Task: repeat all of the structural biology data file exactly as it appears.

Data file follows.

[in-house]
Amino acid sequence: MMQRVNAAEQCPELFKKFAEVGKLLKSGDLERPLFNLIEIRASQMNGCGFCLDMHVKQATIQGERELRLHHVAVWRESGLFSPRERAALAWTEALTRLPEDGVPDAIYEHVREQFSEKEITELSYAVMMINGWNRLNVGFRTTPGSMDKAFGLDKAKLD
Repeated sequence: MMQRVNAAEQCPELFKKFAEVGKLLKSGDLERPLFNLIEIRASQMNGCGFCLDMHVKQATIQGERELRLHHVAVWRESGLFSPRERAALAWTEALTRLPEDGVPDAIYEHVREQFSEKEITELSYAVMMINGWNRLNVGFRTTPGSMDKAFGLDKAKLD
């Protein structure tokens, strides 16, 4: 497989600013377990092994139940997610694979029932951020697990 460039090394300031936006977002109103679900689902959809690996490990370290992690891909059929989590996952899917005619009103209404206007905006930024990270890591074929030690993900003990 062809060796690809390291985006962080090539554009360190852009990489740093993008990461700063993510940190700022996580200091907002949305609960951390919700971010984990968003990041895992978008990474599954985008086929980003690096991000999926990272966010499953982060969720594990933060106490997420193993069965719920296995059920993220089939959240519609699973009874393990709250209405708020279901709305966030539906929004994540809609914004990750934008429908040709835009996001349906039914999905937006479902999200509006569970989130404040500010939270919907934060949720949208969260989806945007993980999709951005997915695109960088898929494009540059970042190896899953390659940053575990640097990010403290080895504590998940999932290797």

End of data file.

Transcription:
[in-house]
Amino acid sequence: MMQRVNAAEQCPELFKKFAEVGKLLKSGDLERPLFNLIEIRASQMNGCGFCLDMHVKQATIQGERELRLHHVAVWRESGLFSPRERAALAWTEALTRLPEDGVPDAIYEHVREQFSEKEITELSYAVMMINGWNRLNVGFRTTPGSMDKAFGLDKAKLD
Repeated sequence: MMQRVNAAEQCPELFKKFAEVGKLLKSGDLERPLFNLIEIRASQMNGCGFCLDMHVKQATIQGERELRLHHVAVWRESGLFSPRERAALAWTEALTRLPEDGVPDAIYEHVREQFSEKEITELSYAVMMINGWNRLNVGFRTTPGSMDKAFGLDKAKLD
């Protein structure tokens, strides 16, 4: 497989600013377990092994139940997610694979029932951020697990 460039090394300031936006977002109103679900689902959809690996490990370290992690891909059929989590996952899917005619009103209404206007905006930024990270890591074929030690993900003990 062809060796690809390291985006962080090539554009360190852009990489740093993008990461700063993510940190700022996580200091907002949305609960951390919700971010984990968003990041895992978008990474599954985008086929980003690096991000999926990272966010499953982060969720594990933060106490997420193993069965719920296995059920993220089939959240519609699973009874393990709250209405708020279901709305966030539906929004994540809609914004990750934008429908040709835009996001349906039914999905937006479902999200509006569970989130404040500010939270919907934060949720949208969260989806945007993980999709951005997915695109960088898929494009540059970042190896899953390659940053575990640097990010403290080895504590998940999932290797």